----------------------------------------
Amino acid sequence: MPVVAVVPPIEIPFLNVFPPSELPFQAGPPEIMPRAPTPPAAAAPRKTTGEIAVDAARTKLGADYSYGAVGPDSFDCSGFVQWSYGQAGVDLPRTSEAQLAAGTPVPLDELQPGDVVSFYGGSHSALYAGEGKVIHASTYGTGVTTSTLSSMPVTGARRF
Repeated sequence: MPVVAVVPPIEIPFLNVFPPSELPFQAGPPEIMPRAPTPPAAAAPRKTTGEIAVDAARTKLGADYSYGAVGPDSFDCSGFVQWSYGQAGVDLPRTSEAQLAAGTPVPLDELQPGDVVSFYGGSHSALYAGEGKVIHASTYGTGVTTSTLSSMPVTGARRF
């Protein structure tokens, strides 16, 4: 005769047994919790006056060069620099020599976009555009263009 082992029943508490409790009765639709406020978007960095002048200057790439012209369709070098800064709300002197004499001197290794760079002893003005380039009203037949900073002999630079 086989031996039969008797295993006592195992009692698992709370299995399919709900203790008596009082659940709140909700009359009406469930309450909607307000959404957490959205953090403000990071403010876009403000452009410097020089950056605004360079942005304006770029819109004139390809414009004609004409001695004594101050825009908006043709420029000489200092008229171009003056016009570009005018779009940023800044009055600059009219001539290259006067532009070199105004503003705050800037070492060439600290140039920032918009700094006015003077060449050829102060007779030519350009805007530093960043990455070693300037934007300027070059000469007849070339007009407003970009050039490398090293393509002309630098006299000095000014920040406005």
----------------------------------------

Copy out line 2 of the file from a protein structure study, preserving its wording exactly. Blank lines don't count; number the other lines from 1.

Repeated sequence: MPVVAVVPPIEIPFLNVFPPSELPFQAGPPEIMPRAPTPPAAAAPRKTTGEIAVDAARTKLGADYSYGAVGPDSFDCSGFVQWSYGQAGVDLPRTSEAQLAAGTPVPLDELQPGDVVSFYGGSHSALYAGEGKVIHASTYGTGVTTSTLSSMPVTGARRF